: View of the damaged bath house at Buckeye Lake, Ohio, after a cyclone hit in June 1922. Buckeye Lake began as a small pond that Ohio's American Indians called "Big Swamp" or "Big Pond." In the 1820s, the state began construction of the Ohio and Erie Canal, and workers built a dike that diverted water from the south fork of the Licking River into the pond, which then became known as the Licking Reservoir or Licking Summit Reservoir. As canals declined in use in the second half of the 19th century, the Ohio and Erie Canal was abandoned and began to deteriorate, but the canal's decline did not mean an end to the Licking Reservoir. Instead, the state legislature renamed it Buckeye Lake and made it a public park in 1894. By the early 20th century, the reservoir had become an attractive location for recreational activities, including through the construction of Buckeye Lake Amusement Park, and the Columbus, Buckeye Lake and Newark Interurban Electric Railway, an electric trolley system, connected the park to nearby urban areas.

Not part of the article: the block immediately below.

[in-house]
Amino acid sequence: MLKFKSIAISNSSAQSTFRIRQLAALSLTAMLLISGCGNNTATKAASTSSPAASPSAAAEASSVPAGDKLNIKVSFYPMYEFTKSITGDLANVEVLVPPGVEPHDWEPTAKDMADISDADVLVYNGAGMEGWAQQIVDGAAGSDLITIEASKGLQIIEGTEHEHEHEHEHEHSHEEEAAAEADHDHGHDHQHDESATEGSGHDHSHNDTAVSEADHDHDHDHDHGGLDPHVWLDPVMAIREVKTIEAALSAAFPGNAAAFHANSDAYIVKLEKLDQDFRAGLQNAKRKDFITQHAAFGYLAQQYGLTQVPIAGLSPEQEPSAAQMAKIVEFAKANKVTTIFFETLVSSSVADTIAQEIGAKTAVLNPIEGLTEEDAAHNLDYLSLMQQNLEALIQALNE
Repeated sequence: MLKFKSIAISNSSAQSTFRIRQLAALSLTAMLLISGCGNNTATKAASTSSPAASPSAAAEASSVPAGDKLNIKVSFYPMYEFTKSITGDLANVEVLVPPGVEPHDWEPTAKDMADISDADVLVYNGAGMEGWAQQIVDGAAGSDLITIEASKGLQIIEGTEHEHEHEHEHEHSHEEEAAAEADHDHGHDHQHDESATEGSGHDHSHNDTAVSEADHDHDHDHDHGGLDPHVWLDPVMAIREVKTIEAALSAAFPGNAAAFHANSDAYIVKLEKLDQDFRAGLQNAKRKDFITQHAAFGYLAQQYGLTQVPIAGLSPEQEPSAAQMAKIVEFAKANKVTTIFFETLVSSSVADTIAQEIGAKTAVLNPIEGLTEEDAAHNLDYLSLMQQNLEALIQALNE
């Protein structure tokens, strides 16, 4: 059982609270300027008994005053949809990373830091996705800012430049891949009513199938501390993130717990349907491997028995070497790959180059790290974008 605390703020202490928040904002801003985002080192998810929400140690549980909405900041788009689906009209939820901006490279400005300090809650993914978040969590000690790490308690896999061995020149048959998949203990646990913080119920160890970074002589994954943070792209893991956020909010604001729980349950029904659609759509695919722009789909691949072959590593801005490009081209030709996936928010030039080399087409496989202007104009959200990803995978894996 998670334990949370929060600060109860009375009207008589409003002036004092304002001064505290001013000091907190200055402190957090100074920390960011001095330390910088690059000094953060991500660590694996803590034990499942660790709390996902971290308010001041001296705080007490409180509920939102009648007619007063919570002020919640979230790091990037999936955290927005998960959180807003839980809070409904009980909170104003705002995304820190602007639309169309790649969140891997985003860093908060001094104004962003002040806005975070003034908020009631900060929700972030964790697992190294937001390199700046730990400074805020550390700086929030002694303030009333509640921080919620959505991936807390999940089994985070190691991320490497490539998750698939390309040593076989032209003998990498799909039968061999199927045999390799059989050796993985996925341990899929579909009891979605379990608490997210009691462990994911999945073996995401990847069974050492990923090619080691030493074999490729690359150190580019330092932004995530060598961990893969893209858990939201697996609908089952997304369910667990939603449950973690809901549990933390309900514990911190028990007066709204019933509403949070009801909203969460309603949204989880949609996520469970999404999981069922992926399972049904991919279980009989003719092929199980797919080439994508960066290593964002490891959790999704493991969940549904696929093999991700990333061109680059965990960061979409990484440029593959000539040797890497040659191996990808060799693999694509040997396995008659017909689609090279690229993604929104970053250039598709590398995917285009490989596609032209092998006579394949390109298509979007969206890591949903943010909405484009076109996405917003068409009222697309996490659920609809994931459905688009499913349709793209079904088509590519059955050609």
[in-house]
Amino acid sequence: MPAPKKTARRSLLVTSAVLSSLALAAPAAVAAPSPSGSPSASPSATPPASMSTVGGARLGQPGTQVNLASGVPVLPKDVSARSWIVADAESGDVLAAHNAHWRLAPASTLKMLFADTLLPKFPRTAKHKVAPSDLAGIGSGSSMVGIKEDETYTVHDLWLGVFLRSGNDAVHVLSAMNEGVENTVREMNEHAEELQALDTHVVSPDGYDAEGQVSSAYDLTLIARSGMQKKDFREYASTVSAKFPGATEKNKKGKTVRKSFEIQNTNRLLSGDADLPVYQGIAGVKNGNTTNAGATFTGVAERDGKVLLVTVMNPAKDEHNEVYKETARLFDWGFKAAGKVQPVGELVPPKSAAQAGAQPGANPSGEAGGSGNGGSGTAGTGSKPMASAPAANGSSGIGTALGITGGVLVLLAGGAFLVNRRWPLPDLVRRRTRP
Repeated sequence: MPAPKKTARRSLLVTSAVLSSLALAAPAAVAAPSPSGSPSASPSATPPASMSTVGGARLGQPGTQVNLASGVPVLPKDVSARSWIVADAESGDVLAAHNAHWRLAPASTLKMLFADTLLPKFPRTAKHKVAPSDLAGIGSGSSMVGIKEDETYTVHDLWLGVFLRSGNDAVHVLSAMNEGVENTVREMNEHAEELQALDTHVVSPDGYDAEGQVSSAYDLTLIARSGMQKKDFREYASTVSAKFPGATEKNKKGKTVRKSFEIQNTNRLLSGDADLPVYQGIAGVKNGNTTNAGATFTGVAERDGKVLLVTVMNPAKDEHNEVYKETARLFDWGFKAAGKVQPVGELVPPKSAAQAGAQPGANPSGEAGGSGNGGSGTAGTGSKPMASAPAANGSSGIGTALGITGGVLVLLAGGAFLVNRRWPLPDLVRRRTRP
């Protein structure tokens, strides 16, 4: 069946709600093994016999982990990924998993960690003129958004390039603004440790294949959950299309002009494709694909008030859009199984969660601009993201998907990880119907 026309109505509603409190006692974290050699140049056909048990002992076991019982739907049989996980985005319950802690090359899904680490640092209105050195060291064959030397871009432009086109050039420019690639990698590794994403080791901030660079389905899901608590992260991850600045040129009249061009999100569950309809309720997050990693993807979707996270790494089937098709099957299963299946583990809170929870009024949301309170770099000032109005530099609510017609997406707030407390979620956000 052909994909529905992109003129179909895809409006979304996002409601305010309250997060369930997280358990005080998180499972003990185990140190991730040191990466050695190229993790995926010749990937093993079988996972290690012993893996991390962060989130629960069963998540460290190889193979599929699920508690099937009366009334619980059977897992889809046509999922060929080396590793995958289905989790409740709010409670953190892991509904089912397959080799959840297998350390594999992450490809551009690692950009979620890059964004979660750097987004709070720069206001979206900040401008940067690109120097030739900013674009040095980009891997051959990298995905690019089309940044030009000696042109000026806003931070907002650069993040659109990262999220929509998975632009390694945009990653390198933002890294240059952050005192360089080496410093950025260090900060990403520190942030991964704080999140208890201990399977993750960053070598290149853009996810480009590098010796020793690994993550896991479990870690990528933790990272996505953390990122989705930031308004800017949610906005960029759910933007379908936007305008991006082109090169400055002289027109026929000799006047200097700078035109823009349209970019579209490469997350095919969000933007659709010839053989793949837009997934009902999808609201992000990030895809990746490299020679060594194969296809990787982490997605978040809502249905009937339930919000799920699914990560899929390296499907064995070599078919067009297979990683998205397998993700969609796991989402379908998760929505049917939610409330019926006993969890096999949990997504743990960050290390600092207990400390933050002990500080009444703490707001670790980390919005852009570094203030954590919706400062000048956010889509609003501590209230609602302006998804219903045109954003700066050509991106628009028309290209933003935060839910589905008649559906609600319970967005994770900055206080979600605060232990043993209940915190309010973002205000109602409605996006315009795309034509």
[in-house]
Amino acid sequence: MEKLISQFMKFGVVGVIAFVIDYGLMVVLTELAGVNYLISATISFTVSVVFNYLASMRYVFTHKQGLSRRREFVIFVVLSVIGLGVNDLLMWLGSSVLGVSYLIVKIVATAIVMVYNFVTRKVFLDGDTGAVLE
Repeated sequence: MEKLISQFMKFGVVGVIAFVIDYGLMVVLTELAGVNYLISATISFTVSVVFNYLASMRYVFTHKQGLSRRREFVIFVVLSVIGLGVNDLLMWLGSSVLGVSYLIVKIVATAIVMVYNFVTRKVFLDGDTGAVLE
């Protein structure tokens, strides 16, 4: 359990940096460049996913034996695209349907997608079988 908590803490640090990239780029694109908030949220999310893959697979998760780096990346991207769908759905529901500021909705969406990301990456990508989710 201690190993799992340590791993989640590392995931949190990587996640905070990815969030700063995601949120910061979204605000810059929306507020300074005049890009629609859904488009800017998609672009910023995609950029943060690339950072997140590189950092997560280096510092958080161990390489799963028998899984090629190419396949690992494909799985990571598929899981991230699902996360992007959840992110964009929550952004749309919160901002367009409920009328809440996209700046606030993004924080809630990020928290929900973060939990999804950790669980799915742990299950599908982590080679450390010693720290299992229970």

In 1949, the state of Ohio designated Buckeye Lake as a state park. The amusement park began to decline in popularity by the late 1950s and continued to deteriorate in the 1960s. Although the amusement park no longer exists, Buckeye Lake State Park still attracts a number of visitors to the area each year, in addition to the many people who own vacation homes near the lake or live in the area year-round. View on Ohio Memory.
: AL05316 Subjects
: Tornadoes--Ohio; Ohio History--Natural and Native Ohio; Buckeye Lake (Ohio)--History Places
: Buckeye Lake (Ohio); Fairfield County (Ohio); Licking County (Ohio)